Workman’s Energy Manager explains why property managers must keep the lights ‘on’, to maintain environmental performance when the lights are off.
Utility management is certainly not top of the list of challenges faced by property managers today, but it shouldn’t be too far down either. While working hard to ensure there is no disruption to supply for assets with partial or full operational requirements, we are also focused on reducing consumption and managing costs. As landlords face uncertainty and cost pressure, we are seeking out opportunities to take advantage of the downturn in prices – despite reduced reaction time from suppliers.
All this while still maintaining data collection and monitoring environmental performance – because herd immunity won’t fight climate change.
Energy Reduction for today, and tomorrow
Responding to the sudden shift in occupancy levels across portfolios, property manager will first seek to eliminate any potential energy waste – and therefore seek to exercise some control on energy costs – through Building Management Systems and other technology enabled tools.
This data is continuously being checked against the profile data and we can actively manage any variances. Where smart meters are in place we have access to the building’s consumption, but where still present, site teams can also assist.
However, the current circumstances do provide the opportunity to understand what minimum consumption in an asset looks like, and we can use this information as a base to inform future reduction strategies. As an example where a building is now locked down, with all systems shut down to a minimum with the exception of security systems and lighting, we can understand a true baseload position and can now perhaps reasonably expect similar reductions during other periods of shutting down such as weekends or Christmas.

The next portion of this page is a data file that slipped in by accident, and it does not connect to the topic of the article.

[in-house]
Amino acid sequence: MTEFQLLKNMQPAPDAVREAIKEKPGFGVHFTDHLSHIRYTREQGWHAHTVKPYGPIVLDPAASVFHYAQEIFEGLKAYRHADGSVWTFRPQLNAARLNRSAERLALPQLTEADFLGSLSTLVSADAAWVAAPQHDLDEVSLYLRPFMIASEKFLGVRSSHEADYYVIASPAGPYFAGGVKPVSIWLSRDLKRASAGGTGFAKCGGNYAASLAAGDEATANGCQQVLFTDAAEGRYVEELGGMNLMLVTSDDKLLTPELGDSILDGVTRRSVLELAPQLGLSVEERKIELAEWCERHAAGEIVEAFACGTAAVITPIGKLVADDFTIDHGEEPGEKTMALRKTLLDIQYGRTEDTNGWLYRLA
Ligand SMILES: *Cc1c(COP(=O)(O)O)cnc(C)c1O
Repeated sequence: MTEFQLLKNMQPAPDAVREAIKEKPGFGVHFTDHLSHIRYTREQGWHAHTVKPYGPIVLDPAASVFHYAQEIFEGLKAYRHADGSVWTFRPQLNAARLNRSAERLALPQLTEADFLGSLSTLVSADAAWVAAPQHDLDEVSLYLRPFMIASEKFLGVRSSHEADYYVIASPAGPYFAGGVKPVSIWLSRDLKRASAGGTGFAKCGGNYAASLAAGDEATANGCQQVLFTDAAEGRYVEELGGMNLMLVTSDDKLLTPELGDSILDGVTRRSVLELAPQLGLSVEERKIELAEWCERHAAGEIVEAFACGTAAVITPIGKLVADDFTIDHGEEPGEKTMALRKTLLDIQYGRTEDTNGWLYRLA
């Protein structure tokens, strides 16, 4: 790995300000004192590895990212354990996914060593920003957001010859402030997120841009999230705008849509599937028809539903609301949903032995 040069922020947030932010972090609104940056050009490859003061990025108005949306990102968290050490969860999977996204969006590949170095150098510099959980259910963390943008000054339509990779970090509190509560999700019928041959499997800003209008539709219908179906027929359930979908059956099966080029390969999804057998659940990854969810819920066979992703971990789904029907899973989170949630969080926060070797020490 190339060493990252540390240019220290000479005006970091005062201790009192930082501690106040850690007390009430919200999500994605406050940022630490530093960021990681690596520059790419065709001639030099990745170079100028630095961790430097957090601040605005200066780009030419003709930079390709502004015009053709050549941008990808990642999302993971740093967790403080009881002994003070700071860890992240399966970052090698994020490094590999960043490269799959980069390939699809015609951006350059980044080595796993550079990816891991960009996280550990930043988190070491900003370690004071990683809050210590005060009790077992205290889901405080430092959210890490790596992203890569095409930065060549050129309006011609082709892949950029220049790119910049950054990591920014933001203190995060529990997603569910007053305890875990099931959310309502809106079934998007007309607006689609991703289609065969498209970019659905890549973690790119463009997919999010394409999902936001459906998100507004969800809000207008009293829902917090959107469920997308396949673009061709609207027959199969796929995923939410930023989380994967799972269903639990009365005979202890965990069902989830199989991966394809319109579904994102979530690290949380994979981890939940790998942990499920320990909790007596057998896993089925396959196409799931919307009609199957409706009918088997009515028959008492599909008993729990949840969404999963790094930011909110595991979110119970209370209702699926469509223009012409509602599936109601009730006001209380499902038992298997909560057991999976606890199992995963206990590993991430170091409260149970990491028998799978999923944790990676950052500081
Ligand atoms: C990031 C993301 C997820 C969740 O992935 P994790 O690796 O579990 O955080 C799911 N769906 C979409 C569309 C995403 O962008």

The profiling will vary from asset to asset and be occupier-dependent but it is this knowledge and learning, very much at the asset level, that we can take into the planning stages of a net-zero pathway.
We are conscious that energy prices are falling, an event that we would usually ensure that we take full advantage of, in order to secure contracts on preferential rates. This is a huge undertaking, as this adjustment period to remote working affects suppliers’ ability to take on new contracts or respond to tenders. The smaller suppliers, however, appear to be adapting better but that means a limited pool of suppliers to choose from and potentially an additional degree of risk.
Savings can certainly be found, and the decision-making process can be navigated carefully by ensuring that we only use suppliers we have previously risk assessed and that we have full transparency of all market considerations before we lock-in contracts. To that end, a strategy of reviewing all contracts well in advance of expiry will prove extremely beneficial.
Whilst a large number of meters are ‘smart’ and send data directly to suppliers, there are still meters that need reading manually, and ironically, the 31st March was a key date in the diary to take reads for reporting, including for both GRESB and SECR.
Data collection will be one of our greatest practical challenges in utility management, with limited or no resource to take readings on site. Taking a proactive approach, we are not relying on suppliers to estimate, and instead ask energy consultants to submit reads using calculated reductions that reflect the individual circumstances of each asset, to control the process and avoid credits and rebills.
Customer Service and managing payments
With energy consultants now working remotely and supplier call centres closed, resolving queries and issues in these circumstances require higher-than-usual levels of patience. As communications become increasingly complex, solid relationships built with core suppliers in easier times will be paying dividends now.
Direct and consistent access to customer service contacts will ensure issues continue to be prioritised, including any long-standing and aged debt issues, which can be managed out during this time.
When things appear to be slowing down, we are working hard to keep things moving and take advantage of opportunities in the market to manage utilities effectively now and set stronger foundations for the future.